Kinetic drives interact with an open-source Seagate-developed API that eschews the normal filesystem implementations in favor of the more robust Key/Value Object storage. The Kinetic platform also dramatically reduces host overhead and removes CPU processing from the majority of tasks.
Storage Visions 2015 -Mike Chen from Marvell stopped by the TweakTown booth at Storage Visions 2015 to display the Altaplus controller along with a new SSD that has an integrated controller on the NAND package. NVMe has several performance advantages, but also enables low power operation modes particularly well-suited for mobile applications. Marvell is delivering both PCIe 2.0 and 3.0 SSD controllers that feature robust LDPC error correction technology.
There are multiple lengths in the M.2 standard, and here we can see the difference in size between the different solutions.
Storage Visions 2015 -Arthur Sainio from Smart Modular Technologies and Mario Martinez from Netlist stopped by the TweakTown booth to discuss emerging NVDIMM technologies. SNIA's NVDIMM Special Interest Group (NVDIMM SIG) works hand in hand with JEDEC, who develops the NVDIMM Specification, to promote the new technology.
Flash has revolutionized datacenter storage, but NVDIMM technology takes performance to the next level. NVDIMM's leverage DRAM in conjunction with flash storage and power hold-up technologies to allow RAM to be used as a persistent storage medium. This opens up new opportunities to accelerate application performance.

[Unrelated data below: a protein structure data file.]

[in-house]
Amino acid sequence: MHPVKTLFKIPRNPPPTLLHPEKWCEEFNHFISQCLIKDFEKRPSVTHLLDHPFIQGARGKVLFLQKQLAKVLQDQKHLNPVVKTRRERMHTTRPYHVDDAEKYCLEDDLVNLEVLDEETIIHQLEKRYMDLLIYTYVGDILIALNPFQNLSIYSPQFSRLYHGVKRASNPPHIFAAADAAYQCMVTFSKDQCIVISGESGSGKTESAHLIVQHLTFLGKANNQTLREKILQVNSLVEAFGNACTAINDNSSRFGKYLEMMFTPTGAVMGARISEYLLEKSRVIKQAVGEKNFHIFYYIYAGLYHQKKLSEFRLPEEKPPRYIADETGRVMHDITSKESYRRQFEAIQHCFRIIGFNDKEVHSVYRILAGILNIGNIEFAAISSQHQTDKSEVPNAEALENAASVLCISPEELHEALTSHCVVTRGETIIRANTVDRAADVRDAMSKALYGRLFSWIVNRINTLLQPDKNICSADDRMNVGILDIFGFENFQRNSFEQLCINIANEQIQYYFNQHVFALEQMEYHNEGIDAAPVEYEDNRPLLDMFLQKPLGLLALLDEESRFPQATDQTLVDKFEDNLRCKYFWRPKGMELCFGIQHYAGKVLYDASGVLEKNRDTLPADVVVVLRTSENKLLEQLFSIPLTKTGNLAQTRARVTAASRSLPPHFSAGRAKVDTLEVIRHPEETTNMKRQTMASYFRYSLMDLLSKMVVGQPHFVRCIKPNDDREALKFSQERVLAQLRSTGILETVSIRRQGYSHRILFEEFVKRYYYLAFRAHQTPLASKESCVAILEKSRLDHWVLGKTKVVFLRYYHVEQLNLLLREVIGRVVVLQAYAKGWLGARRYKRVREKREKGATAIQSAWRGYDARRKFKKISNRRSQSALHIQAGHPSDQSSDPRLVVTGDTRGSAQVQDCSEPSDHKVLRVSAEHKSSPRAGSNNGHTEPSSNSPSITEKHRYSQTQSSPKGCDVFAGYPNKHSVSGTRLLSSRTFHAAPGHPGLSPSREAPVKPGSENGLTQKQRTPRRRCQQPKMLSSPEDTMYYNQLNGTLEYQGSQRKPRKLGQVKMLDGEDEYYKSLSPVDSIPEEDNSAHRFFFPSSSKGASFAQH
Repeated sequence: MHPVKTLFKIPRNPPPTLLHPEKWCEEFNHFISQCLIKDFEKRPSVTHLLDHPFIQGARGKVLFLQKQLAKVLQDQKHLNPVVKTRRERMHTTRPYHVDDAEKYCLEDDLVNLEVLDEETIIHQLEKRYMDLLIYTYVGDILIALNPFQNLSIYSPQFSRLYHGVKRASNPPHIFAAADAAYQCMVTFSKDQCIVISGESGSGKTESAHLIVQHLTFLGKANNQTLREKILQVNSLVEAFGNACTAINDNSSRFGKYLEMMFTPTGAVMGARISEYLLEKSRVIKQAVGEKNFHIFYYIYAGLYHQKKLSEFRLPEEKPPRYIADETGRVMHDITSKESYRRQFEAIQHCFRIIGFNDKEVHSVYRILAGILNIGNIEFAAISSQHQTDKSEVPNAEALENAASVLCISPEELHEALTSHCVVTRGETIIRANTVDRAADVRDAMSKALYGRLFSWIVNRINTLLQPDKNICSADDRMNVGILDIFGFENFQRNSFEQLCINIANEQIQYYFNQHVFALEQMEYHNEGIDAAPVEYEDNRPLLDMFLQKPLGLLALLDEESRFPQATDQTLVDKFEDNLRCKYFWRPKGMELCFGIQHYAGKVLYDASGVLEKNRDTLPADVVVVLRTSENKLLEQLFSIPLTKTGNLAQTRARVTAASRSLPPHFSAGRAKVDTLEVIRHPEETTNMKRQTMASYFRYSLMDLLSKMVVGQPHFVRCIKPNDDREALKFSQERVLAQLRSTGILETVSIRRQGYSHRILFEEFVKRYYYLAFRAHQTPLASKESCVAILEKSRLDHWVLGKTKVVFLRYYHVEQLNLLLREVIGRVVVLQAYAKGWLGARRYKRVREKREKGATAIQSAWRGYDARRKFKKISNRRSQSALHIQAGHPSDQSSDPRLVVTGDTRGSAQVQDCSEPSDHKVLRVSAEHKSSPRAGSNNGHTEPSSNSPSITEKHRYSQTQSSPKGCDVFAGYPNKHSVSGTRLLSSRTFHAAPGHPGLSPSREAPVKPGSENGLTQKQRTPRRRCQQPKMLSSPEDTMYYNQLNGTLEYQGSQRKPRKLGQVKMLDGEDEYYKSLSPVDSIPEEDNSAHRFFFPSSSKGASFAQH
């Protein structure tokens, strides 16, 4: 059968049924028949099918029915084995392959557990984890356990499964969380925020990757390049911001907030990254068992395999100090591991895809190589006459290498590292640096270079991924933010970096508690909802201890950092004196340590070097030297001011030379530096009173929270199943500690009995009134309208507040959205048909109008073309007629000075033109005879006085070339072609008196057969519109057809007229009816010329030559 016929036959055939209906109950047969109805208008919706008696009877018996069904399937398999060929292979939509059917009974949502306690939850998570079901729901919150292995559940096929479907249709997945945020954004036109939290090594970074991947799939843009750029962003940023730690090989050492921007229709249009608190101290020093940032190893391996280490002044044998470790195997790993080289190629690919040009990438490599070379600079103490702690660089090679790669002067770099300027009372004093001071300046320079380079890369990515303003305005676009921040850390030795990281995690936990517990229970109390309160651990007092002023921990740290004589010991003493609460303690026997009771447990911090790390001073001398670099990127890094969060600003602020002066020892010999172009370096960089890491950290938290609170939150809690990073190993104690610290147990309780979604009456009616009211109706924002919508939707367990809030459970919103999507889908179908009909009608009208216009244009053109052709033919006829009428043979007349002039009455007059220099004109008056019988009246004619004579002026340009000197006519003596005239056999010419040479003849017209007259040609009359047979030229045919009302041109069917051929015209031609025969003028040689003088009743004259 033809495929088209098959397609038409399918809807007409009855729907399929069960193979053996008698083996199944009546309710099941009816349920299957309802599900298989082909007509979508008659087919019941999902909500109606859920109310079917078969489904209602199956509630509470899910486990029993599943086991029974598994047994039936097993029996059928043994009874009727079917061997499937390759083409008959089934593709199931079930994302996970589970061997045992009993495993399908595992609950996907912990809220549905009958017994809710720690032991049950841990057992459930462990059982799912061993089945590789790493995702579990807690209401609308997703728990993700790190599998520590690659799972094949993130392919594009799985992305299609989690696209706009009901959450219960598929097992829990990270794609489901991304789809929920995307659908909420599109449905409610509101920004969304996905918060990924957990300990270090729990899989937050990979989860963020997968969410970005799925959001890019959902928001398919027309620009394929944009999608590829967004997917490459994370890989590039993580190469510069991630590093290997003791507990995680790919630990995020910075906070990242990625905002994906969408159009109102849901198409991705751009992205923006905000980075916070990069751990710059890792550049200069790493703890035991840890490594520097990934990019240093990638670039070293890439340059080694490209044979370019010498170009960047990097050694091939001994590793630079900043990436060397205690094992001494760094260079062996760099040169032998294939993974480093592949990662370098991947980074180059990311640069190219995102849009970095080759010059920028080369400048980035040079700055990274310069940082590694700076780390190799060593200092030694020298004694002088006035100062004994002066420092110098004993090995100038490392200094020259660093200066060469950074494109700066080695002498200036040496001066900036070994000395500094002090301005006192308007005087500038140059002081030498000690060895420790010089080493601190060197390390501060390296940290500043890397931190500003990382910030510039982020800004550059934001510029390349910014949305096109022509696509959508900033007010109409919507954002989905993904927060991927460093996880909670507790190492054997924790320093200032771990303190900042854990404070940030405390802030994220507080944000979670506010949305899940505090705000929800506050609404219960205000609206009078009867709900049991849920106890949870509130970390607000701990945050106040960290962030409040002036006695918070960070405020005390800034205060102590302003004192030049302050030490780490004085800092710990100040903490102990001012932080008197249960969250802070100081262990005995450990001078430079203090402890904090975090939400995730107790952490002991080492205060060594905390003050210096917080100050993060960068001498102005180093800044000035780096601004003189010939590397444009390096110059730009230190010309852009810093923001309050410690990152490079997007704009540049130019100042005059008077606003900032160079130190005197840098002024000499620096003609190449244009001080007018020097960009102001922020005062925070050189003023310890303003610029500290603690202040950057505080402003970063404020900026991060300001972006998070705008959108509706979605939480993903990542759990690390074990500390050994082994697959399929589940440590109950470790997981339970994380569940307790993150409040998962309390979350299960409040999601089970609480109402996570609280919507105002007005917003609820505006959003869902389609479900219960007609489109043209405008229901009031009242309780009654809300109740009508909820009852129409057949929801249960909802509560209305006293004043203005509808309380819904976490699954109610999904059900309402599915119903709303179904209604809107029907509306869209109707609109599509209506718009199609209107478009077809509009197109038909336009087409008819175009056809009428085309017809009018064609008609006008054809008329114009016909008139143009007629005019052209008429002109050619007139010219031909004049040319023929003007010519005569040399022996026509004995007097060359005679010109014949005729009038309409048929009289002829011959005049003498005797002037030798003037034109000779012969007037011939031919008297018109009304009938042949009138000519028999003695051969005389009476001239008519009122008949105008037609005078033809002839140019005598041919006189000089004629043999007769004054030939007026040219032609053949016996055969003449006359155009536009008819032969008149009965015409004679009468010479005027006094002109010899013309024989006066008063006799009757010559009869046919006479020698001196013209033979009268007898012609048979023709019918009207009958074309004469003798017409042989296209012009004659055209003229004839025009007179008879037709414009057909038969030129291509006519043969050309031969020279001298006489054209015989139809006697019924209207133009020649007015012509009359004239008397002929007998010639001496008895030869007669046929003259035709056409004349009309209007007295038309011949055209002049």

Storage Visions 2015 -Howard Marks, a longtime contributor to Network Computing and Chief Scientist at DeepStorage.net, discusses the challenges facing the deployment of hyperconverged systems. Hyperconvergance has generated massive interest as datacenter operates look to deploy the most refined solutions to manage storage and compute in a holistic manner.
Hyperconverged solutions are still evolving, and while they offer tremendous value, there are pitfalls for the uninformed. Howard breaks down some of those challenges and discusses competing platforms.
Storage Visions 2015 -Jay Yogeshwar from Hitachi Data Systems discusses their integrated storage systems that can address both local and cloud storage. The Hitachi Content Platform provides a complete solution for merged data storage subsystems.
For media professionals there are many benefits to moving to cloud storage platforms. This enables collaborative workflows, especially when users are at different locations. The system leverages object storage to allow storage of hundreds of billions of objects.
Storage Visions 2015 -Cliff Sun from SanDisk stopped
SanDisk works closely with the IT team to ensure that upgrades are successfully migrated in a safe and secure manner. The IT department schedules the machines for pickup, and SanDisk performs the actual data migration and hardware installation to ensure a worry-free transition to a faster, more reliable, and lower cost SSD solution.
Storage Visions 2015 -Bob Noseworthy with the University of New Hampshire Interoperability Lab (UNH-IOL) briefs us on the latest developments in the OpenFabrics Alliance. The OpenFabrics Alliance (OFA) develops, tests, licenses, supports and distributes OpenFabrics Enterprise Distribution open source software for high-performance networking applications that demand low latency and high scalability.
UNH-IOL provides validation and verification of interoperability requirements for the OpenFabrics Alliance, along with other interfaces, such as NVMe.